My three year old daughter sucks at jumping. This is no problem except for the fact that she thinks she’s doing it right. She jerks her little body forward and calls it a jump without really lifting her feet off the ground. It’s not jumping, but she doesn’t know it and she doesn’t improve.
It’s difficult to improve if you don’t know that you suck.
Generally speaking, digital nomads of various types tend to be self-employed with few people around to guide their path. If you do sub-par work for an employer at a standard job, rest assured, someone is probably going to tell you and point out where you’re going wrong. For us independent online toilers, there is often no such luxury: there’s nobody around to tell us when we suck.
Sure our peers may send snarky emails around to each other criticizing our ebooks, websites, web-design firms etc . . . but they rarely get forwarded to us, which is truly a shame as this is the most valuable information to have.
I’ve seem many prospective travel bloggers never get off the ground simply because they didn’t seem to know where they were going wrong. They usually run around in circles for a while trying to do what all the “how to blog” websites, ebooks, and newsletters tell them to do for a while before calling it quits. What they need is someone to say, “Man, your site is hard to navigate,” or, “You know, you’re never going to be successful on Blogger,” or, “Why are you trying to do the same thing as everybody else?” or especially, “Nobody gives a shit about your trip to XYZ beach or you for that matter, tell us something interesting!”
When I first began Vagabond Journey I had no idea what I was doing. It would be an understatement to say that the site was atrocious. In fact, I don’t think I’ve ever seen a worse looking site than the first inceptions of VagabondJourney.com. But the funny thing was that most of my traveling webmaster friends congratulated me on the good work I was doing and tried to build up my confidence with compliments. They did what was polite, not what was needed.
What I needed was someone to sit down with me and tell me all the ways that I sucked. I needed someone to take the time to harshly tell me what I was doing wrong and put me on the path of improvement. I was lucky that I had a friend like this. We met up in Guatemala and he gave me directives as I tore the guts out of my website and then put it back together. If it wasn’t for this I’m pretty sure that I would not be doing this today. I probably would have ran around in circles for a while and then quit like 99% of other bloggers.
A few years later I continued growing my knowledge and skills as a webmaster and blogger, but I still had a lot of kinks to be worked out. I formed a group with other travel bloggers, and we did a little project that was probably one of the most helpful things I’ve ever done in webmastering. Essentially, each member of this group went through each other’s sites and bluntly told them how they sucked. Partly as a result of this, VagabondJourney.com was again revolutionized.
In both of the above instances I was able to drastically improve my product precisely because: 1) I had knowledgeable critics willing to tell me what I was doing wrong, and 2) I was open to being told this information and willing to pounce on it to improve.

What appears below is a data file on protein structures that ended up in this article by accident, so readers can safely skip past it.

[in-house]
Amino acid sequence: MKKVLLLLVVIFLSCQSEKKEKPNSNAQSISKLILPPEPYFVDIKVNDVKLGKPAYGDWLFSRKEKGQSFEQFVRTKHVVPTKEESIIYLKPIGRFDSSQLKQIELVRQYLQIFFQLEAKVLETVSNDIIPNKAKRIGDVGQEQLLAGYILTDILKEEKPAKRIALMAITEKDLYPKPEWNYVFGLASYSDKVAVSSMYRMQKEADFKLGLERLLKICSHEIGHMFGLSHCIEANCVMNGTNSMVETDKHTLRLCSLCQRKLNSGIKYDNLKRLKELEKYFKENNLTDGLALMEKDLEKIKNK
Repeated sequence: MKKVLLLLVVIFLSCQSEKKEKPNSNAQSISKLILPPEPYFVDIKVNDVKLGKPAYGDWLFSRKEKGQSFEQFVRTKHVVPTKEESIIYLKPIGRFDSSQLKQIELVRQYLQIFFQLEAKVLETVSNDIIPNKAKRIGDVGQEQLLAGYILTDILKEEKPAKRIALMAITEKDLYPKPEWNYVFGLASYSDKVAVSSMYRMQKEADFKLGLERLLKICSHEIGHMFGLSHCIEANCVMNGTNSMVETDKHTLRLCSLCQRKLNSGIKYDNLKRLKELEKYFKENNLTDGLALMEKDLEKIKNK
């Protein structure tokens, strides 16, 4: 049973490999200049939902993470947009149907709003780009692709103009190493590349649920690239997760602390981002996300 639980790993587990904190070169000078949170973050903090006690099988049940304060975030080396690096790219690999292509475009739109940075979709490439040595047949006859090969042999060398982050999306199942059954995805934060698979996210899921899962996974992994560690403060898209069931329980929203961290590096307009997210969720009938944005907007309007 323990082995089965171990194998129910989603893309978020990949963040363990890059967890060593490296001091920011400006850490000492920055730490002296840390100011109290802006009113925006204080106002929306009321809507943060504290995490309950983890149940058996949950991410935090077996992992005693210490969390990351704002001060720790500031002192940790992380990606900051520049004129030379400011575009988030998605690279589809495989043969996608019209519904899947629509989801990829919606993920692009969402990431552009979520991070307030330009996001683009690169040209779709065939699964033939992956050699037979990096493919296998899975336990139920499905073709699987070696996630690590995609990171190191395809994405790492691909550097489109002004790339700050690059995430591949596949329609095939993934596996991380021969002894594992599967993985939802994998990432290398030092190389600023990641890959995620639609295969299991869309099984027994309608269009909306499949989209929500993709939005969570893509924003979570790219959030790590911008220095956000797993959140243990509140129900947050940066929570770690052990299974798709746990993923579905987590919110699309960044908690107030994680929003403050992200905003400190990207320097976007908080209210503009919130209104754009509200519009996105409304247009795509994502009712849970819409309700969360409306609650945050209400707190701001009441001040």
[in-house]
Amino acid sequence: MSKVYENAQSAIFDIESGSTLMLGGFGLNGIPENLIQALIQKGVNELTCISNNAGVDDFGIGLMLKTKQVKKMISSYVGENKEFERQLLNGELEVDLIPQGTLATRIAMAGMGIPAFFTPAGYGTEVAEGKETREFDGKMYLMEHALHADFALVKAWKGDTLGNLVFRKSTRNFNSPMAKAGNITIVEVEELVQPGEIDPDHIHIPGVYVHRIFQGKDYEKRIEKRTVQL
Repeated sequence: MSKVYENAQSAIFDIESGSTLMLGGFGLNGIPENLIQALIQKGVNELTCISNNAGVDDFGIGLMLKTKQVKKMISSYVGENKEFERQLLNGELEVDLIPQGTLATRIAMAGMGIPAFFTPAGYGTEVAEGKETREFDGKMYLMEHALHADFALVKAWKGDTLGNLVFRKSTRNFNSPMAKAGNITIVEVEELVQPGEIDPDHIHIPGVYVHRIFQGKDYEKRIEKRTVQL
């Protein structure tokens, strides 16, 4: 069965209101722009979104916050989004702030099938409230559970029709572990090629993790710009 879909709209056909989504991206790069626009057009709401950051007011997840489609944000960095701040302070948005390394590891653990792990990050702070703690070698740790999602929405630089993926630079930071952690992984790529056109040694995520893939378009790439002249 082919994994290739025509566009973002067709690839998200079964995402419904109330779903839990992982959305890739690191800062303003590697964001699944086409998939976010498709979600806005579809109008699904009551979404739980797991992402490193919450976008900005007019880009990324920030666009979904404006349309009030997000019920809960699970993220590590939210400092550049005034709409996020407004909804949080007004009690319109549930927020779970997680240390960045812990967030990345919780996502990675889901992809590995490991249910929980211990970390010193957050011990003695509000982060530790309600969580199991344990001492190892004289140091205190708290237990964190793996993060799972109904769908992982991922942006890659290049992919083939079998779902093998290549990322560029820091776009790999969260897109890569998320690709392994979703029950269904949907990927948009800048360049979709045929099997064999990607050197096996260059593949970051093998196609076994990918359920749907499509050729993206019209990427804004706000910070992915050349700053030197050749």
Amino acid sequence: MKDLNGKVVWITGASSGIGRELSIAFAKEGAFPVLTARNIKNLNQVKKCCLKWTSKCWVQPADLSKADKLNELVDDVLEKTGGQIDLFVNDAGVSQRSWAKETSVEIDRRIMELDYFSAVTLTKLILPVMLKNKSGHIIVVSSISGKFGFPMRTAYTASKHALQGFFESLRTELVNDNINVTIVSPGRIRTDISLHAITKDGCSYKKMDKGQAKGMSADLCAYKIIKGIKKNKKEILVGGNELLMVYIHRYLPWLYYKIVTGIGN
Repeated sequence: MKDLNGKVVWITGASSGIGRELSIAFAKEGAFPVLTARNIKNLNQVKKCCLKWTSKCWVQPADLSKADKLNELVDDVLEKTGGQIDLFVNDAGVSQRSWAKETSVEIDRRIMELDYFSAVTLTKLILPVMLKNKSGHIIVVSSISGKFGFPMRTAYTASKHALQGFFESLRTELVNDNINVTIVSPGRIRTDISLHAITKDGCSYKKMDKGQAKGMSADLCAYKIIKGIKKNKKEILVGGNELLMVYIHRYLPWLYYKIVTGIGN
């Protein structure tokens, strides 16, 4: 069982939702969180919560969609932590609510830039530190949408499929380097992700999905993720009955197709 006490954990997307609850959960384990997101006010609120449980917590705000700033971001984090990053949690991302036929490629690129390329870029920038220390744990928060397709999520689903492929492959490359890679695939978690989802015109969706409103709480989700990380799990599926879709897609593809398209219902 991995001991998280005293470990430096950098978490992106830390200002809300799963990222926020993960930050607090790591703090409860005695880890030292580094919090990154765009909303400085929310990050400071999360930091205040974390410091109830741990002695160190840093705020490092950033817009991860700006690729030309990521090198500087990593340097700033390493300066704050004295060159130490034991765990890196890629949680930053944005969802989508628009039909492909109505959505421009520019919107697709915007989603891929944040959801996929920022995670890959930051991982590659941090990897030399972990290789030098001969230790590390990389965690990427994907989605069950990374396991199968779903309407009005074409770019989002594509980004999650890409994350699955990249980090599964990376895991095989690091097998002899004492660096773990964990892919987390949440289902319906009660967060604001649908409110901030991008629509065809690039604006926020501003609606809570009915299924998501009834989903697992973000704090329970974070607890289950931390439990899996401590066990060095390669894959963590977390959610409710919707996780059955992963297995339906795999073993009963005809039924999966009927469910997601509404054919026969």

The fact of the matter is that it’s quick and easy to just tell someone that they’re doing a good job — even when they’re not. It’s far easier to give a compliment than it is to give good criticism and advice. A knowledgeable critic is probably the most sought after resource in this digital nomad business, and it’s also among the most rare.
Who has time to tell everyone they cross paths with what they’re doing wrong and ways in which they can improve? I don’t. Who has the balls to tell someone who thinks they have a great idea that it’s not very good? Who has the brashness to tell someone who thinks they are doing something original that it’s been done hundreds of times before? People who have these qualities are treasures for those of us working on independent projects.
It is far too easy to become entrapped in a world of your own creation when deep inside of a big project. We all need to come up for air every once in a while and look at what we are creating from the outside. Advisers, mentors, critics, and assholes are the best people a digital nomad can have investing time into their projects.
But even more valuable than this is having a perspective where you know that you’re not the king of the mountain, and are always primed for improvement. Very often people become stuck because they’re not prepared to accept how they suck.
It is impossible to master being a digital nomad, as the equipment we use and the field we play on is always changing. We are all at least one step behind the curve, and we all suck in myriad ways at all times. There is always going to be somebody who knows more than us, there is always going to be someone doing something better than me. Lowering your self-image so that you’re able to listen, watch, and learn is essential for progress.
Compliments feel good, but in the end they’re pretty useless things. Someone saying “Hey, good job, you’re doing great” makes me smile but it doesn’t make me any better. Being told how I suck and how I can improve is far more helpful.
The modesty to be criticized, the intelligence to self-criticize, and the effort and determination to capitalize on this criticism are essential skills for progressing in this, or any other, profession.
The person who feels fulfilled is no longer hungry, the king of the mountain is no longer climbing, the person that thinks they know all about something has stopped learning. Keep your beginner’s mind and climb high, but, like my daughter trying to jump, realize that you’re always just an inch off the ground.
Realize that you suck.